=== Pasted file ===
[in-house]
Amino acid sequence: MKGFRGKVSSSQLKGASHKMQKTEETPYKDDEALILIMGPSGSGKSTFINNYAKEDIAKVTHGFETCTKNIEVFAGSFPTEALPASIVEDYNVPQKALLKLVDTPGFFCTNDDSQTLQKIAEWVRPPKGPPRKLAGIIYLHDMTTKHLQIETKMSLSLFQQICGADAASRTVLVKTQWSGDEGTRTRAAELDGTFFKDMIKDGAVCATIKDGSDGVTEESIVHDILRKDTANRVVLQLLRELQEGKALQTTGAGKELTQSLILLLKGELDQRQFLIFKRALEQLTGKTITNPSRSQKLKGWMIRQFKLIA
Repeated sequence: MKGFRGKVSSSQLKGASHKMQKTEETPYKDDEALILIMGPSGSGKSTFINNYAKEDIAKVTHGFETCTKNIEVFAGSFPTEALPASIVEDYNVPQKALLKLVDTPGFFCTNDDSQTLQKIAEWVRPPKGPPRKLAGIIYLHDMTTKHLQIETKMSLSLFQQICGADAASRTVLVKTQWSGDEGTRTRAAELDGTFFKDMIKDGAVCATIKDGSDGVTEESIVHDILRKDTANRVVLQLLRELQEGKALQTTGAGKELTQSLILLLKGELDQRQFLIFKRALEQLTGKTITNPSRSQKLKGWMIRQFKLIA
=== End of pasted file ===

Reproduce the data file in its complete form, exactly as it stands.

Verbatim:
[in-house]
Amino acid sequence: MKGFRGKVSSSQLKGASHKMQKTEETPYKDDEALILIMGPSGSGKSTFINNYAKEDIAKVTHGFETCTKNIEVFAGSFPTEALPASIVEDYNVPQKALLKLVDTPGFFCTNDDSQTLQKIAEWVRPPKGPPRKLAGIIYLHDMTTKHLQIETKMSLSLFQQICGADAASRTVLVKTQWSGDEGTRTRAAELDGTFFKDMIKDGAVCATIKDGSDGVTEESIVHDILRKDTANRVVLQLLRELQEGKALQTTGAGKELTQSLILLLKGELDQRQFLIFKRALEQLTGKTITNPSRSQKLKGWMIRQFKLIA
Repeated sequence: MKGFRGKVSSSQLKGASHKMQKTEETPYKDDEALILIMGPSGSGKSTFINNYAKEDIAKVTHGFETCTKNIEVFAGSFPTEALPASIVEDYNVPQKALLKLVDTPGFFCTNDDSQTLQKIAEWVRPPKGPPRKLAGIIYLHDMTTKHLQIETKMSLSLFQQICGADAASRTVLVKTQWSGDEGTRTRAAELDGTFFKDMIKDGAVCATIKDGSDGVTEESIVHDILRKDTANRVVLQLLRELQEGKALQTTGAGKELTQSLILLLKGELDQRQFLIFKRALEQLTGKTITNPSRSQKLKGWMIRQFKLIA